It was nearly 3 p.m. and we hadn't had lunch yet. We'd been so taken with the shady cobblestone streets and the facades of the ancient buildings (OK, and the statues in the plaza and the many colorful little shops) that we'd forgotten to eat. And now we were starving.
A tour guide on the corner offered his assistance. And when we explained it was food I was looking for, and not a play-by-play of the cathedral's history, he pointed us to a nearby sidewalk café.
What the heck, we thought: when in Santo Domingo, do as the tourists do. Pull up a chair at a table overlooking Parque Colón, where we might listen to the sounds of a local merengue band and watch the pigeons barter for space on the outstretched arm of Christopher Columbus. (In Latin America, Christopher Columbus is known as Cristóbal Colón, and he sauntered these streets frequently little more than 500 years ago.)
As we dug heartily into our Cuban sandwiches (you'll find all the flavors of the Caribbean here), we reflected on a day well spent.
In the Dominican Republic's historic capital city of Santo Domingo, we'd already walked past the first cathedral, the first monastery, first university, first customs house and first hospital of the "New World."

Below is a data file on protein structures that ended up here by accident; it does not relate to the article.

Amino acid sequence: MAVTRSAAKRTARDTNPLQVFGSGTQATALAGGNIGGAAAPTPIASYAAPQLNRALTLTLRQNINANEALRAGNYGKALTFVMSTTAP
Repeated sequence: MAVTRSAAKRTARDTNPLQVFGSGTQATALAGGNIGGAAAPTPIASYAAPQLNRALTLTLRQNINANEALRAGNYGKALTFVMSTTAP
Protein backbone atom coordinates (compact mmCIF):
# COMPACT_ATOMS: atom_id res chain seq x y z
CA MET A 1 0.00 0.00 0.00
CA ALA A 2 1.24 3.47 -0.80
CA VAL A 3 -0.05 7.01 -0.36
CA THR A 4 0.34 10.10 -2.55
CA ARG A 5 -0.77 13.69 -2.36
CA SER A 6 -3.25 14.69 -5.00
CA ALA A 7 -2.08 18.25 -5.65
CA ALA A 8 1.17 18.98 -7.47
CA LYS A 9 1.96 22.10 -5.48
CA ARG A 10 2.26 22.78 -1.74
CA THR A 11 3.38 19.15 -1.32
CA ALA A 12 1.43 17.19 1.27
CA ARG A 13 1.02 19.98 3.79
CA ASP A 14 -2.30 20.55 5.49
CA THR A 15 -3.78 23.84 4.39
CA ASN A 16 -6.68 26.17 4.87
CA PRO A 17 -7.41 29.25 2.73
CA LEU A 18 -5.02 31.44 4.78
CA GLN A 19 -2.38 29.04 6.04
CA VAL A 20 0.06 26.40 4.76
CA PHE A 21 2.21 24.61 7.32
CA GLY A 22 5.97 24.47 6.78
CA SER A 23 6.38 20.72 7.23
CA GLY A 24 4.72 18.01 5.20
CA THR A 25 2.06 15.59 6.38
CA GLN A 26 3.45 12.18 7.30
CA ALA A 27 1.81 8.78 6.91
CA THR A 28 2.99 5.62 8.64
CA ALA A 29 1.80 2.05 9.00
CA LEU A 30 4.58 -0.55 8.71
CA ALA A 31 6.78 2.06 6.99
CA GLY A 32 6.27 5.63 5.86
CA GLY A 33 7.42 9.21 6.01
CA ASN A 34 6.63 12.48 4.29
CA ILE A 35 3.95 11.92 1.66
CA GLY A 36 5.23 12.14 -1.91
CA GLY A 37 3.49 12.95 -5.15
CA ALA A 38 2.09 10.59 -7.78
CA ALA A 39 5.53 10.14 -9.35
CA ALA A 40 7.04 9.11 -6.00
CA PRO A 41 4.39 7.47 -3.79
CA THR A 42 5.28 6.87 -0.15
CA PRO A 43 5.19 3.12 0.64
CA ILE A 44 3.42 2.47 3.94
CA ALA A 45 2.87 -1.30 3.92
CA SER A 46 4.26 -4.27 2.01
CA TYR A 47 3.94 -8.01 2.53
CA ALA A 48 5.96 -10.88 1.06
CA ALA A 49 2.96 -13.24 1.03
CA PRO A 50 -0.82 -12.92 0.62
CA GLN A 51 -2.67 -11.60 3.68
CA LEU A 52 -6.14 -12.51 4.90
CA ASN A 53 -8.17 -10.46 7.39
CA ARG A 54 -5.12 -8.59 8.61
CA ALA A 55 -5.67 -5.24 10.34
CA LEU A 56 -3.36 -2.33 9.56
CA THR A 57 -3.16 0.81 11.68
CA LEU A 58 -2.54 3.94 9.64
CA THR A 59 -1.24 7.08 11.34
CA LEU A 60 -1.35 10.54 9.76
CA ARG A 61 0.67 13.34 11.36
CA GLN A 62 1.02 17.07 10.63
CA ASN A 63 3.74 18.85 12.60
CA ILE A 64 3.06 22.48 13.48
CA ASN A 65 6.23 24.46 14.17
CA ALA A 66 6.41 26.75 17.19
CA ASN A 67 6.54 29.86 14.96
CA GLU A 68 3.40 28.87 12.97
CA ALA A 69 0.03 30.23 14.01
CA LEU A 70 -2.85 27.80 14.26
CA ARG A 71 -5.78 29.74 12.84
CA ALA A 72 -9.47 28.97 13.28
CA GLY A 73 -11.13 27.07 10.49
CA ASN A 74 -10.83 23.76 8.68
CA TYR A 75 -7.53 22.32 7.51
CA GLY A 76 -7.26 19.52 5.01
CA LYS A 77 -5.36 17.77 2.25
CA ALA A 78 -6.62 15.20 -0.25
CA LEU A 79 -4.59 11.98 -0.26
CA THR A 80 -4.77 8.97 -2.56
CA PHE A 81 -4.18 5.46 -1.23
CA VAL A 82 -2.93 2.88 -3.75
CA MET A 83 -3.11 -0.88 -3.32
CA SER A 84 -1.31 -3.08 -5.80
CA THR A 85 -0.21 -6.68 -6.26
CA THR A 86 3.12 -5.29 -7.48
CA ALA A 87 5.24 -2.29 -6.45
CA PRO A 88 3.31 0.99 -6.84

That's a lot of "firsts," even though the Zona Colonial, as it's called, isn't big -- only 11 square blocks inside the historic walls. But it's important enough to have been declared a UNESCO World Heritage historical center. You can certainly spend days exploring sites such the Fortaleza Ozama, a castle-like fortress overlooking the Ozama River, and the oldest formal military construction of European origin still standing in Americas.
We especially enjoyed the Alcázar de Colón, built by Columbus's son, Diego, between 1510 and 1512, to be used as the family home and governor's mansion. It was from here that many expeditions of conquest and exploration of the New World were planned. And although what remains is just half the size of the original, you'll find an interesting array of historical artifacts and works of art.
Finally, after all these years of touring museums and the like, we learned why the beds were so small back then. With massive headboards, they were only about four feet long. That's because it was believed to be so much healthier to sleep sitting up.
Maybe that's where the idea of today's La-Z-Boy comes from? They always put us to sleep...
Speaking of which, we still had much to do. After lunch we planned to continue exploring the Zona Colonial, with time for a quick nap at my hotel, the historic Hostal Nicolas de Ovando, built as a private mansion in 1502, and overlooking both the Ozama River and historic Calle Las Damas.
Then again, we thought, perhaps history can wait. The beds at the hotel are so comfy. And oh so large...